Mikel Arteta says Liverpool’s journey to becoming Premier League winners is a great example for Arsenal to follow but he maintains it’s not a simple case of copy and pasting their ideas.
Liverpool finished eighth in the table at the end of Jurgen Klopp’s first season in charge in 2015/16 but have closed the gap on the sides above them year-on-year finishing, fourth, fourth and second before securing their first top-flight title in 30 years this week.
Currently ninth in the table and with half the tally of points accumulated by Liverpool, there’s no doubt that Arteta, who took over in December, has a mammoth job on his hands. Having only started his project in December, he knows he has much work to do to get the fans onboard and that includes on the recruitment front.
“At the moment, we are very far [from the top] and the league table shows how far,” said Arteta.
“To compare with them [Liverpool] is not the right thing to do or to try to emulate them by copy and pasting. It doesn’t work. We have to believe what we believe is the right thing to do.
“The context is completely different to what they had at that time, we have to adapt our concepts, our situation, the players and the environment that we have, and let’s start making some decisions.”
While the Spaniard is wary of direct comparisons with the Reds, he buys into the idea that a team can be hugely improved when it’s run with clear principles and the personalities in the camp match the club’s philosophy.
“It’s a great example to take to see that it is possible to do it [win the league], but it takes a lot of work and a lot of great decisions from everyone,” he said.
“First of all, [there must be a] belief that what you are doing is the right thing to do and they [the people in charge] are all aligned and have a strong belief that it is the right thing to do.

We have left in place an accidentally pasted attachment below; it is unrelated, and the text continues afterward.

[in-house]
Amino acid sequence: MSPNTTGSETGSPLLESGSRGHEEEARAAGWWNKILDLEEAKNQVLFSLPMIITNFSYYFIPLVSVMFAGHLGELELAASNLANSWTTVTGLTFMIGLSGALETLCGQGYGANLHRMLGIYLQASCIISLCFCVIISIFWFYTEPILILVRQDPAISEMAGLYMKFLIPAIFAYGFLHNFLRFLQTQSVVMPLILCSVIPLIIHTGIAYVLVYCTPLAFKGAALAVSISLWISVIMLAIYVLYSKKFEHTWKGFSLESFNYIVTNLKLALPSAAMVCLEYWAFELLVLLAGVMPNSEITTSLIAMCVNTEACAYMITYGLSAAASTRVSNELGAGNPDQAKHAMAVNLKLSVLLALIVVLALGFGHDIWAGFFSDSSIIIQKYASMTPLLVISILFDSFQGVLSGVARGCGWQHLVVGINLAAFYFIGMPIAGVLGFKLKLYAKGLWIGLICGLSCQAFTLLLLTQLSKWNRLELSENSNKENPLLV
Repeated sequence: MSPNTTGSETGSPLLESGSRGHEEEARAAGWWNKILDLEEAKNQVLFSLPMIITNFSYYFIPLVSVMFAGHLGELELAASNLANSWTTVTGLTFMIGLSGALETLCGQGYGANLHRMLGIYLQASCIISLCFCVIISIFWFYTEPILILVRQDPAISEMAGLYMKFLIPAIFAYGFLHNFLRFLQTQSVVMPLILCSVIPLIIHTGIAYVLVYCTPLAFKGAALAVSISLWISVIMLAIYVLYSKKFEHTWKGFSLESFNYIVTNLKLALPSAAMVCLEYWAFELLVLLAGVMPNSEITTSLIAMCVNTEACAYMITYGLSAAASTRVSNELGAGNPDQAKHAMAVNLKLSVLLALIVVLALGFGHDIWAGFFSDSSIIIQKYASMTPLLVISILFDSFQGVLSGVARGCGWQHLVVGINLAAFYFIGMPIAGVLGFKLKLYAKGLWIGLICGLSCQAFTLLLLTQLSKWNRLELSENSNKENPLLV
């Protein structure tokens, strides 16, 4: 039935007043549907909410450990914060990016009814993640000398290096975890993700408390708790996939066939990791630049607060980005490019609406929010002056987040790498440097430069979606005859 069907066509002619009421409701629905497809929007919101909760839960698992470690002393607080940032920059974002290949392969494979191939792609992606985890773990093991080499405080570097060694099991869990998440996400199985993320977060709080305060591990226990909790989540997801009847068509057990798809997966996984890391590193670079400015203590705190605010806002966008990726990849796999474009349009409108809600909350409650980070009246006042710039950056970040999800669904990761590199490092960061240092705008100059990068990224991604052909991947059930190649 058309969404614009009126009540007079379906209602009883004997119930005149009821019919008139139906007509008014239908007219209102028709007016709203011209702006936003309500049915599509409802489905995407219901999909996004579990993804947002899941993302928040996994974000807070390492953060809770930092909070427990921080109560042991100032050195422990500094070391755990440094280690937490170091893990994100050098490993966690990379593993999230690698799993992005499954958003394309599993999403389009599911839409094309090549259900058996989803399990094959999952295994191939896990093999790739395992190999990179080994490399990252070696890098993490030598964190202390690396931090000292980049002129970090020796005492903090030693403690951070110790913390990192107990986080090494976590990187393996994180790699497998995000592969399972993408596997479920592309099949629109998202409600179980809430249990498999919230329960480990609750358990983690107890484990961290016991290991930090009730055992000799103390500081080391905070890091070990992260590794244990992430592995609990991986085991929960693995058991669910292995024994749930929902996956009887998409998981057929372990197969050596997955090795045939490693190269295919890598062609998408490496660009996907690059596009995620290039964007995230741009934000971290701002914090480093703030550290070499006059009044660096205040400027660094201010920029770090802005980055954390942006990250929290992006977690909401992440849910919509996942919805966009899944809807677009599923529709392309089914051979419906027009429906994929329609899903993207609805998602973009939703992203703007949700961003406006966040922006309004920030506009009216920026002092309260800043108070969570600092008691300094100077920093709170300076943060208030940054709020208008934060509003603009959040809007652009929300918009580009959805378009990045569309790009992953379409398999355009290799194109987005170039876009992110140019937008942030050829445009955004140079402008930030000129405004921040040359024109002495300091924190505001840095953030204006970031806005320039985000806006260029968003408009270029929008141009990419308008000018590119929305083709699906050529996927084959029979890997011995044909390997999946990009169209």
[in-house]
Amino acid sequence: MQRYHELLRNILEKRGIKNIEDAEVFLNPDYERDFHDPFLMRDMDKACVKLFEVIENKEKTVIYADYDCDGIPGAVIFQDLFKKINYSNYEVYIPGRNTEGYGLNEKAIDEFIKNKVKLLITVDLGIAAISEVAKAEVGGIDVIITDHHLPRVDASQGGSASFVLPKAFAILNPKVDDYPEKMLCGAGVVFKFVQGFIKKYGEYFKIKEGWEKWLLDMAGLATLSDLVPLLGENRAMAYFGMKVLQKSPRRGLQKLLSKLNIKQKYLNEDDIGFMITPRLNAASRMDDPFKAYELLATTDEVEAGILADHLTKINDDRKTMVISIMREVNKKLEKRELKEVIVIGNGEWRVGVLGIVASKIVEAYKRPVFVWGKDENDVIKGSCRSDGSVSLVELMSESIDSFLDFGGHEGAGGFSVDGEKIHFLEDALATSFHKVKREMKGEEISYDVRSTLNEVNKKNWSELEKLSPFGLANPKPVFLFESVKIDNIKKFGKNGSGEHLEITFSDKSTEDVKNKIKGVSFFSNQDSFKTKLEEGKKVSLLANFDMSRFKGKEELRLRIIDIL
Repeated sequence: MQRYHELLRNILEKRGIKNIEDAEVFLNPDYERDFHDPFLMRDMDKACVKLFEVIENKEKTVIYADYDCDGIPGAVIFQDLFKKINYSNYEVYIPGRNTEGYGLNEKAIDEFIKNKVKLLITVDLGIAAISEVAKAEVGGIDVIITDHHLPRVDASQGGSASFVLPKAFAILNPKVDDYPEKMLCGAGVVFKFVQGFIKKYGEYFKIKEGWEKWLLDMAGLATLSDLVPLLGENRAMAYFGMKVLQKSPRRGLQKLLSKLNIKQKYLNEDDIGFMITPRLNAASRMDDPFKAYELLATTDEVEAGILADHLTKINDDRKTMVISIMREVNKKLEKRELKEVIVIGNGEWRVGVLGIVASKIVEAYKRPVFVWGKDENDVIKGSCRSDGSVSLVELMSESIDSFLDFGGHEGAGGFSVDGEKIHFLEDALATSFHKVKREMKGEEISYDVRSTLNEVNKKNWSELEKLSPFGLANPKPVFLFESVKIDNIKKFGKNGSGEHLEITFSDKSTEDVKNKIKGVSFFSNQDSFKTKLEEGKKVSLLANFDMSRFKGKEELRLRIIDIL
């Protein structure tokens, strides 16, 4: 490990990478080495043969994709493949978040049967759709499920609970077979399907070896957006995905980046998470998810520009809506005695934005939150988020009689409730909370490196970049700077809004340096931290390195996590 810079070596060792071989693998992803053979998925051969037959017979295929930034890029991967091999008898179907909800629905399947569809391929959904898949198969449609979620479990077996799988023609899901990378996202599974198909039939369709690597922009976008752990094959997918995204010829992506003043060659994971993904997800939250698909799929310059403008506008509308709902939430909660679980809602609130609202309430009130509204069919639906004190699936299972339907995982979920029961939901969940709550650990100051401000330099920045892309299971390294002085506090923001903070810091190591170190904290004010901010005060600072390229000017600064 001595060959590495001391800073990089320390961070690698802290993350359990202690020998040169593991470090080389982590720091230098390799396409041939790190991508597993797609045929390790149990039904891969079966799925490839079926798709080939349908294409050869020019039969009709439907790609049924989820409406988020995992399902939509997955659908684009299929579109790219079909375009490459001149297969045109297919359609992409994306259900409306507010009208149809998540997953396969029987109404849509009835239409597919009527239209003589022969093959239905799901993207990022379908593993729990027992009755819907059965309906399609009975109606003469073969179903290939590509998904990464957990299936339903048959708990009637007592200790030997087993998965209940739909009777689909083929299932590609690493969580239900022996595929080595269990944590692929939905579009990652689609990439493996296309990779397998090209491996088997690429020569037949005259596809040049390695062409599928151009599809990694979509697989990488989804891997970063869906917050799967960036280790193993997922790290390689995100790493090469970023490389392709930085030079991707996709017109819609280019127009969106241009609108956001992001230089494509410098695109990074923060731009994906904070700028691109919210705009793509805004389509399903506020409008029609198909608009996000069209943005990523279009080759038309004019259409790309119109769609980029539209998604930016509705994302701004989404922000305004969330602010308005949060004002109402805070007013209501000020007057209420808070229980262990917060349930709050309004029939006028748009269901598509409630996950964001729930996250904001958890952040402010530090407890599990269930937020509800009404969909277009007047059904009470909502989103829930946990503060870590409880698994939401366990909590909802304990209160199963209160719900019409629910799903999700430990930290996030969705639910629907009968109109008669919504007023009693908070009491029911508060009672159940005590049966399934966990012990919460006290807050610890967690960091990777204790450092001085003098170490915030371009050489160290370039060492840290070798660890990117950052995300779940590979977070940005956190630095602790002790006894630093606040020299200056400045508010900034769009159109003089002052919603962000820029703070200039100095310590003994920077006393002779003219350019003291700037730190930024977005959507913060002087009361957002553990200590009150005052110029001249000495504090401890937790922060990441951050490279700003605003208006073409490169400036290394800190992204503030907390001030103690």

“And from there, you need to start to make the right decisions in terms of recruitment to get a coach that is identified for the philosophy of that football club, that the fans believe in that and feel attached to that and then players that are 100 per cent committed to that manager and that football club and to give their best all the time, no matter what.
“After that, slowly, you start to catch up. You start to get better and better and better. And then you start to make improvements, you generate belief and when you generate belief and you have the crowds and the history and the fans that we have, you can do anything. I have strong beliefs about that.”
After a hectic six months as Arsenal’s head coach, has Arteta generated more belief in his players? He thinks so, but says it’s not really for him to say. Ultimately, change won’t be affected immediately, patience will be required.
“The way I see them play and train, for sure,” he said. “They are very, very willing about what we want to do. They believe, they want to learn. I think they are enjoying the process, but you have to ask them not me. It’s a question for them.
“We have to be able to transmit that around the football club and obviously to our fans. Is it going to take a bit of time? Yes. It’s the hardest thing in football. I think, if we’re a little bit patient, we will see some big changes.”